T: What kind of pressure do you put on yourself as an artist?
DS: A lot, a lot of pressure. I like to think of myself as kind of a perfectionist when it comes to my music, and to be honest that’s the one thing that keeps me going; knowing that I put everything out there when I do my music. When it comes to writing or finding a new way to perform a song, having it perfect is what I plan to do.
T: What drives you to start a new song, work a specific song?
DS: I guess there’s a certain feeling that I have, or I connect to it in a certain way; through personal experiences or just really liking the song – could be dedicated to someone else – it’s making sure I have a connection to the song; making sure I feel I do the song justice.
T: What are your thoughts on music as an industry?
DS: [short laugh] The industry of music… It’s a business at the end of the day, and it’s much like many other businesses. A lot of people make their money off of their talent… so I guess I kinda treat my own talent as work; making sure my work is done properly.
T: So off the book [unprepared question], do you feel like it’s weirdly two-faced that artists are told they’re “selling their soul,” but a chef can sell their grandmother’s recipes and no one bats an eye?
DS: That’s exactly it. Music is a weird art, because you do pull from a lot of inspiration in order to put your own feeling into it. It’s what really makes the difference between you performing a song and someone else performing the song, even though it’s the same song. It’s the difference between J-Lo and Michael Jackson performing a song – it’s just completely different. Funny enough, you get stuff like Sam Smith and Tom Petty and then people are like, “Oh, this [person]’s a thief.” It’s hard to come up with something that’s never been done before.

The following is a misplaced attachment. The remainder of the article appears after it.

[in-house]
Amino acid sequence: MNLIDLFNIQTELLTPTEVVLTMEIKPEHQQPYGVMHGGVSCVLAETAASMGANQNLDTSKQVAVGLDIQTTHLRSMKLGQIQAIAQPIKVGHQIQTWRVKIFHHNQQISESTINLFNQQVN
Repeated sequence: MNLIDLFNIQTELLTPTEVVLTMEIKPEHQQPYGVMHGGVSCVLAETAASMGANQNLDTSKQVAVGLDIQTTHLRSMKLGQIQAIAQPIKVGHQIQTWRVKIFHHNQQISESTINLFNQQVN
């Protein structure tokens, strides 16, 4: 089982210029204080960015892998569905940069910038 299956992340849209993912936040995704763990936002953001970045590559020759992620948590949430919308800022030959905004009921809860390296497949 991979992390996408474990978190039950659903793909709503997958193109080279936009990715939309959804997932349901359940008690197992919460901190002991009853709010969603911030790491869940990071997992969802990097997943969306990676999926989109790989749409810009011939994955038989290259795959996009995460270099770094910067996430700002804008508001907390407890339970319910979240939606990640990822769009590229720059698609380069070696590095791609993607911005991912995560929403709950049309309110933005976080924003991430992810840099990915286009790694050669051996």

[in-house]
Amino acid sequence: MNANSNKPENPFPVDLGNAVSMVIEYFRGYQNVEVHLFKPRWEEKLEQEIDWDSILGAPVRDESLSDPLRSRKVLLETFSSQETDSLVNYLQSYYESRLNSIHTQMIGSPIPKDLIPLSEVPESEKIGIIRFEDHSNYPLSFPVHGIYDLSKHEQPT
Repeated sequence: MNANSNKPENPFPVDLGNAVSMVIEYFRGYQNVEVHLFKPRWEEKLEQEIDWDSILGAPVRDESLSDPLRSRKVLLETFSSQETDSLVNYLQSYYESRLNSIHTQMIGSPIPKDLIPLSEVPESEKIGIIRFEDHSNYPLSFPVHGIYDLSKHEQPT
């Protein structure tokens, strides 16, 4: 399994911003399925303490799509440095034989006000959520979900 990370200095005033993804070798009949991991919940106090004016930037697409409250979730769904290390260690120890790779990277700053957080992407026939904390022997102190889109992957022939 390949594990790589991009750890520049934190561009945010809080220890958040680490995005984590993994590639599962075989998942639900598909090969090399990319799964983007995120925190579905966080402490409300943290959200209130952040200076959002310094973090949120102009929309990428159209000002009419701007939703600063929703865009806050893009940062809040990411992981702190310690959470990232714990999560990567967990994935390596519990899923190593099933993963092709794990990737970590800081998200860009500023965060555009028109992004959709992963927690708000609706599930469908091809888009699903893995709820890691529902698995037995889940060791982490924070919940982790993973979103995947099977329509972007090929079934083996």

T: There’s nothing new under the sun?
DS: There’s nothing new at this point, so it’s really about making it your own, that’s what it is.
T: What scares you musically, when it comes to your craft?
DS: I think what scares me the most is just completely cracking and not being able to do what I’ve prepared for. That last minute where everything falls apart. It’s happened before, when you know everything, but it’s all gone – going blank – it’s the scariest thing for me.
T: What have you found in the ways of the local music scene and it being a place to perform your craft?
DS: I found that it’s actually been a lot better than my home town. I’m from Mississauga, and I find it a lot easier to get into music here in Peterborough as opposed to Mississauga. I’ve done stuff in Mississauga and it’s fairly difficult to get known or even to go to an open mic, because you have to know people to do it.
T: So whereas Peterborough may be considered slightly barren, it’s still better than being saturated where you can’t even get your voice out there.
DS: Exactly. It makes it far easier to get my voice out there - even to just go to an open mic and just show up and be like “I’m going to do this,” as opposed to Mississauga where the bar is hidden and if you’re going to do something without a guitar you have to let them know in advance; and you don’t necessarily run into that problem in Peterborough.
T: How do you go about preserving your integrity as an artist?
DS: It’s really just making sure I’m doing this for me and no one else. I’ve done that, where people are looking for a certain sound, and it just doesn’t sound good to me. It may sound good at the moment, but it doesn’t feel good. So keeping my integrity has been about doing what I want. It’s my art, my work, my talent; I’m going to do what I want.
T: How do you counter-balance that and the business side of music as an industry?
DS: That’s the most difficult part and that’s the part I’m still figuring out – I think all of us are. Being able to do what you want and still having everyone back you in that; finding that perfect balance.